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Using SRM for backup

Kevin Komiega, SearchStorage.com News Editor

Storage resource management (SRM) has become a standard offering for primary storage from all of the major SAN management vendors. Now, a number of startups and established backup software makers have taken the features of SRM and aimed them at secondary storage.

But is SRM a necessity for secondary storage? For the State of Delaware's IT operations, it's an integral tool for a shrinking IT staff.

Doug Lilly, senior telecommunications technologist for Delaware's Department of Technology and Information, is beta testing an SRM tool called QiNetix QNet from CommVault, and is using the software's monitoring, tracking and prediction features to streamline his IT operations.

"The return on investment for these tools allows the shrinking IT [team] that we have to manage everything. There are only four of us supporting 20,000 users and hundreds of agencies," Lilly says.

Lilly says QNet helps with the storage planning process, including data retention requirements and mailbox capacity planning.

He says that two or three years ago, many more hands were needed to make backup operations happen.

"Having these tools allows you to go to one place and manage a crazy amount of [storage]. There's fewer hands in the cookie jar and it's a lot easier to control change management," he says.

In short, the key reason storage users should look at SRM tools for secondary storage, according to Lilly, is to do more with less.

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"We're faced with fewer and fewer [IT personnel] and there's nothing on the agenda that says we're getting any more."

SRM applications provide a view of the available storage resources from a capacity perspective. SRM applications do discovery, but at a different level; they will discover the element, but then determine the amount of capacity used, amount of free space and type of files being stored. This gives the user a comprehensive view of the capacity and usage patterns.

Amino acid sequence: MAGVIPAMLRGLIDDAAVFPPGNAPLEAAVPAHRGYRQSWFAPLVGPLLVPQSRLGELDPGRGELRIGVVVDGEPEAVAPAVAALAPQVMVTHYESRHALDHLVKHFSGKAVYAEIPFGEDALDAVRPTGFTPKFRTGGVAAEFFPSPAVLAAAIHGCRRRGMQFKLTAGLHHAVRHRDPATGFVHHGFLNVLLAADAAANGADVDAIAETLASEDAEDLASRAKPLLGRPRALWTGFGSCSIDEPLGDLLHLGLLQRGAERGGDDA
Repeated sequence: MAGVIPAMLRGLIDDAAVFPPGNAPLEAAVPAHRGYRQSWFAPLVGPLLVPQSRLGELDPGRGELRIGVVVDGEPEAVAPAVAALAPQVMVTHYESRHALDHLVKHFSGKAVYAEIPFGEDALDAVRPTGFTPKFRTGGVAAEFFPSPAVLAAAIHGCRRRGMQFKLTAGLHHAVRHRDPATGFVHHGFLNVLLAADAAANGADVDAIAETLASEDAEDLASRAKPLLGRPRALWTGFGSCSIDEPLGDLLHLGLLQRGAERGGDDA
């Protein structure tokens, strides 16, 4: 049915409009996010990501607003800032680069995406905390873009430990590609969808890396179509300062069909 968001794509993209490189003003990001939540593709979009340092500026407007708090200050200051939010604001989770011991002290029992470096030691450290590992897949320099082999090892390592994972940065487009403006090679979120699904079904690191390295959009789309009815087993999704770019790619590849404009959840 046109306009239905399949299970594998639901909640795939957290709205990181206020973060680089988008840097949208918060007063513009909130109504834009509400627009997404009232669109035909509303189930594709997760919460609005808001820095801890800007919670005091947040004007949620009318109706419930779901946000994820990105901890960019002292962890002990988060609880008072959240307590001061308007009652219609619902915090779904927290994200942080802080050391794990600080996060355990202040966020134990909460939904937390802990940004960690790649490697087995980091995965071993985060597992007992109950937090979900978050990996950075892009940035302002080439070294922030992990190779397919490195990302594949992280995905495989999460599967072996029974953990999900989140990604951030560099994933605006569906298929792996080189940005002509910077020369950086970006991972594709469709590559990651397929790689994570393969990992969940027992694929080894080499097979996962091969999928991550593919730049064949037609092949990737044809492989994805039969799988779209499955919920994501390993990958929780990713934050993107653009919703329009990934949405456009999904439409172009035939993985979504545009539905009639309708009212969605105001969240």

SRM applications send alerts, say, when disks are reaching capacity, or when users try to save files like MP3s. They can also provide long-term usage reports. Applying these features to the backup world is nothing more than a logical extension of helpful software.

But CommVault isn't the only game in town. Many other software makers are on board with SRM for secondary storage. Computer Associates has similar features in its BrightStor SRM product, as does Bocada's BackupReport.

"Ask any end user what their biggest storage pain points are and backup always ends up in the top three," says Nancy Marrone-Hurley, senior analyst, Enterprise Storage Group.

Common backup problems include meeting backup windows and determining the root cause of a failed backup. And while secondary storage may not cost as much as primary, users still need tools that help them use it effectively, Marrone-Hurley says.

"Companies like Bocada realized early on that users were lacking tools to help them manage their secondary storage environments. Many users consider managing backup resources to be just as important -- if not more so -- as managing primary resources," she adds.

And there's more to come. "I believe that a number of bigger players saw that Bocada's solutions were very well received and realized they needed to address that space as well," she says.

For more information:

See how Southern Wine and Spirits utilized SRM to save big.
Resource: Feature/function matrix: Storage Resource Management (SRM) software

Tip: SRM players cook up new pricing models

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    This was first published in September 2003

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